Genting Singapore Plc, operator of the Resorts World Sentosa casino resort (pictured) in Singapore, reported on Thursday a net loss of SGD10.5 million (US$7.8 million) for the second quarter of 2016. The performance for the period was affected by a decline in gaming revenue, which was a consequence of an unusually low VIP hold rate of 1.7 percent, said the company.
The second quarter results missed analysts’ consensus. The net loss for the period however was still an improvement from the SGD16.9-million loss recorded in the prior-year quarter.
For the three months to June 30, Genting Singapore reported total revenue of SGD480.9 million, down 17 percent from a year earlier. Group-wide adjusted earnings before interest, taxation, depreciation and amortisation (EBITDA) fell by 61 percent year-on-year to SGD116.1 million.
Resorts World Sentosa contributed with revenue of SGD480.4 million and adjusted EBITDA of SGD123.5 million, the firm said. Gaming revenue accounted for 69 percent of group-wide revenue, at SGD331.9 million. It was still down 23 percent from the prior-year period.
The casino operator said Resorts World Sentosa “has been able to maintain good earnings in the mass and premium mass market despite a weak environment”. “However, our premium market has been significantly impacted by a low win percentage,” it added.
Genting Singapore said that on a theoretical normalised hold basis, Resorts World Sentosa would have generated revenue of SGD552.9 million and adjusted EBITDA of SGD192.3 million.
“Second quarter 2016 and first half 2016 results were below our expectations, even after adjusting for normalised VIP hold rate,” said Samuel Yin Shao Yang of Maybank IB Research, in a note on Friday.
“VIP volume and mass market gross gaming revenue (GGR) were weak despite earlier indications to the contrary,” he added.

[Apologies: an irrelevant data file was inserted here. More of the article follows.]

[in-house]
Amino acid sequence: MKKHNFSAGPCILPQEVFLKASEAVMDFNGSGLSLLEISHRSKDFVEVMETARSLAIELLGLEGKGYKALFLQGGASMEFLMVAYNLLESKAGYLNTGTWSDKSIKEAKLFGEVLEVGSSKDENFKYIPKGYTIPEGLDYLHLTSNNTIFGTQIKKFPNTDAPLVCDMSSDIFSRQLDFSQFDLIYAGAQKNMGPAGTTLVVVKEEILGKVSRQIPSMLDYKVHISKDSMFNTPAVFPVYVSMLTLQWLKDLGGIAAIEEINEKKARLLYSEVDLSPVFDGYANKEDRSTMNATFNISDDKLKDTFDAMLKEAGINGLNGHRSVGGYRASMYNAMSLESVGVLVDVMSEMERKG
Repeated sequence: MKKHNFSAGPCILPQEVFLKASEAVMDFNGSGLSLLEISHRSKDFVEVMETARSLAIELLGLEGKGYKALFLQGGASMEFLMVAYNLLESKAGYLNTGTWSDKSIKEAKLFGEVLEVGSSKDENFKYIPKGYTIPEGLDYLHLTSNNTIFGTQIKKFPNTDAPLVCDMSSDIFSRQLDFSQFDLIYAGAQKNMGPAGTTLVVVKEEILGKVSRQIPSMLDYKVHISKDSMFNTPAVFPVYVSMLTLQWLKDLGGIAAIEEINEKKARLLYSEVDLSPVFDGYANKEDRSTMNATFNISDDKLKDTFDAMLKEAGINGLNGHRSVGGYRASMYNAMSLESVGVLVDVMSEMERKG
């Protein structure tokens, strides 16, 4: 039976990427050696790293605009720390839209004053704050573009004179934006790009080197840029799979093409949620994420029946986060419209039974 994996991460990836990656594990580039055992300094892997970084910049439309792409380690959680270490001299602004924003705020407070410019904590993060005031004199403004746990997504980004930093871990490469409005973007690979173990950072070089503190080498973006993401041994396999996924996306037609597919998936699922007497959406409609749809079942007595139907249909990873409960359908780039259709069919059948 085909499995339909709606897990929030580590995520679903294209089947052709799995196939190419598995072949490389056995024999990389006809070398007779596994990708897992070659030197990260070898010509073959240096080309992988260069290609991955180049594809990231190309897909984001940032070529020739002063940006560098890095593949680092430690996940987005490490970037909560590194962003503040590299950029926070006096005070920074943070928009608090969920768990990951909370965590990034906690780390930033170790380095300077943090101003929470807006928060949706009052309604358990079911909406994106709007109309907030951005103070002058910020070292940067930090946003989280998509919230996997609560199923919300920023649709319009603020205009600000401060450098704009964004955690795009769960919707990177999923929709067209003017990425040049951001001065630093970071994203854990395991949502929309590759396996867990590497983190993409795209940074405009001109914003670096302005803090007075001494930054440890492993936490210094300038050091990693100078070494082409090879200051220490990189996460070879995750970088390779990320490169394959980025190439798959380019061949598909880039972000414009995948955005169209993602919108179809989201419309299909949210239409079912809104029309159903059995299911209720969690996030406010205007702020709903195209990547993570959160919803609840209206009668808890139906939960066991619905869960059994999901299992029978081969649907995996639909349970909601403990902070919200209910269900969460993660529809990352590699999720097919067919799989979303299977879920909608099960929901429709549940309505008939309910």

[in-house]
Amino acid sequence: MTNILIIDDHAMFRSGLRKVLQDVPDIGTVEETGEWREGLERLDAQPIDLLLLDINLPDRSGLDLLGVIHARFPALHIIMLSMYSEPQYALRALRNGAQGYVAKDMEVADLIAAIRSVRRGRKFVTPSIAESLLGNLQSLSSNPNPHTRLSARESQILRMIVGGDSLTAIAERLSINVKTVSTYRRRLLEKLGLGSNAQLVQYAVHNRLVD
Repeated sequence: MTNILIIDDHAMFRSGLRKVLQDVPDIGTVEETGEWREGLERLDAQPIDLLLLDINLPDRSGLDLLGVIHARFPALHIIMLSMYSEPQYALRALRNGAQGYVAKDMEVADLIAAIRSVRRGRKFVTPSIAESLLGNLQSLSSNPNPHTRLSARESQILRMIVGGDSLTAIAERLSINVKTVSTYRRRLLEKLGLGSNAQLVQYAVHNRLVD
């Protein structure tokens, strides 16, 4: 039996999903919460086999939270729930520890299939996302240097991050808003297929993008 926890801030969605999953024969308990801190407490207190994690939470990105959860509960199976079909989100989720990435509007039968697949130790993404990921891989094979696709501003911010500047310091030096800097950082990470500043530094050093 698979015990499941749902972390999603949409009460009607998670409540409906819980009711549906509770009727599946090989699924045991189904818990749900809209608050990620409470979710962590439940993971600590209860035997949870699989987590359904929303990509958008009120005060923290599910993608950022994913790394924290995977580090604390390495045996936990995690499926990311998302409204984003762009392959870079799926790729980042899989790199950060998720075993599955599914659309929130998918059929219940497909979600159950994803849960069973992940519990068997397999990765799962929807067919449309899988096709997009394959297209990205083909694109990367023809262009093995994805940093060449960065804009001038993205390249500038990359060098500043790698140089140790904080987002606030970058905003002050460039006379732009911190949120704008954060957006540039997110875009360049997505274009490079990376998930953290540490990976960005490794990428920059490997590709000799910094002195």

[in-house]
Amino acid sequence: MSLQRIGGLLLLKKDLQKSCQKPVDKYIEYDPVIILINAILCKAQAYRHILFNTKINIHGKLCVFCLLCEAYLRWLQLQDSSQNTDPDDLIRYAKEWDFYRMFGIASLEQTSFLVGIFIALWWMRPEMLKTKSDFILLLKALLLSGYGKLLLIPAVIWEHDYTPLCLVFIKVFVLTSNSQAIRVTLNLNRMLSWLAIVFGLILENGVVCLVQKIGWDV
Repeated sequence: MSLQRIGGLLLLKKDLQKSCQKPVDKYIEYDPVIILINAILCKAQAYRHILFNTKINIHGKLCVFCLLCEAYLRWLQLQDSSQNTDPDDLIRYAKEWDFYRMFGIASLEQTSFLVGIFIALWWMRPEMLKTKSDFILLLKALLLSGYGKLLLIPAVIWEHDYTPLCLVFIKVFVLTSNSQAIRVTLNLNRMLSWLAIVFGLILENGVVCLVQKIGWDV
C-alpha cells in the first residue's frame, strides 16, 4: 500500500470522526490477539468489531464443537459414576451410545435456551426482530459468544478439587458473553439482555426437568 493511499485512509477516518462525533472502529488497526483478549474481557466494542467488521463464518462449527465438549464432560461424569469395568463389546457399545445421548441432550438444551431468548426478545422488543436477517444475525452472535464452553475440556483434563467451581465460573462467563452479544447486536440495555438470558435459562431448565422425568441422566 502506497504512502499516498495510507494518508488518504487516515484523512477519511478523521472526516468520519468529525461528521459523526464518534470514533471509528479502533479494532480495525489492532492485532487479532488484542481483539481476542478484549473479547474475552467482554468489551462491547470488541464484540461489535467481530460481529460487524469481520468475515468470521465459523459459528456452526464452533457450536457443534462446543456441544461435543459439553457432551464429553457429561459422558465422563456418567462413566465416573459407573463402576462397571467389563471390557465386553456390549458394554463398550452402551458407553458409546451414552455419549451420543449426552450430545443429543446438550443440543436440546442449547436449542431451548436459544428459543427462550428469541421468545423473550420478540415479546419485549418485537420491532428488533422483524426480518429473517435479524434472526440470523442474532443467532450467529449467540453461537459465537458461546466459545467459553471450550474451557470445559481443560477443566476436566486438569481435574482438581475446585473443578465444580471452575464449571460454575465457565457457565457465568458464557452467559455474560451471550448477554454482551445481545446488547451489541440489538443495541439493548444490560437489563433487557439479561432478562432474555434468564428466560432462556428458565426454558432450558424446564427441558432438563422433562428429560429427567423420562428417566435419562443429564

Maybank estimated that second quarter VIP volume fell 40 percent year-on-year, while mass market GGR declined 10 percent from the prior-year quarter.
Genting Singapore said it continues to “exercise caution” in its VIP gaming business. “We have implemented several cost efficiency initiatives where there were once-off costs impacting this quarter’s results,” said the firm.
“Such initiatives will continue into the next quarter, and we are confident that these programmes will improve earnings in the following quarters,” it added.
The firm’s management however said on a conference call following the results announcement that it does not expect VIP volume to improve in the foreseeable future.
Lower bad debt provisions
Japanese brokerage Nomura said that among the positive notes in Genting Singapore’s results was the reduction in impairment losses. The firm reported an impairment loss on trade receivables – including credit extended to VIP players but not paid back – of SGD53.6 million for the quarter, down 5 percent from the prior-year period and 42 percent sequentially.
“Receivables balance is down to SGD393 million, which suggests narrower impairments ahead,” said analysts Tushar Mohata and Alpa Aggarwal in a Friday note.
Resorts World Sentosa “continued to be a market underperformer,” said a note on Thursday from Union Gaming Securities Asia Ltd, adding that “visibility on any sort of turnaround seems even more opaque than in Macau”.
Referring to Genting Singapore’s bad debt provisions, Union Gaming’s analyst Grant Govertsen said that “another quarter or two will be needed to get to the other side of what has become a long-term credit problem”.
“Based on current levels of demand and under the assumption that bad debt will normalise over the next few quarters while at the same time cost-saves start kicking in, we think Resorts World Sentosa can begin to approach SGD1 billion in EBITDA on an annualised basis,” he added.
Several brokerages said they would be revising their 2016 and 2017 estimates for Genting Singapore to account for the firm’s operating results, including lower VIP volume and mass market GGR.
Maybank cut its EBITDA estimates for 2016 and 2017 by 31 percent and 23 percent, to SGD628 million and SGD792 million respectively. It also slashed its earnings estimates by 61 percent and 40 percent, it said.
Genting Singapore is currently planning expansion in other regional markets. It has a partnership with mainland China real estate developer Landing International Development Ltd to build a US$1.8-billion casino resort on South Korea’s Jeju Island, a property to be named Resorts World Jeju.
In Thursday’s filing, the company said construction of the Jeju scheme is “progressing well”. “The take up of the residential plot continues to be well received and we are on track for the soft opening of Phase 1 in the fourth quarter of 2017,” the firm said.
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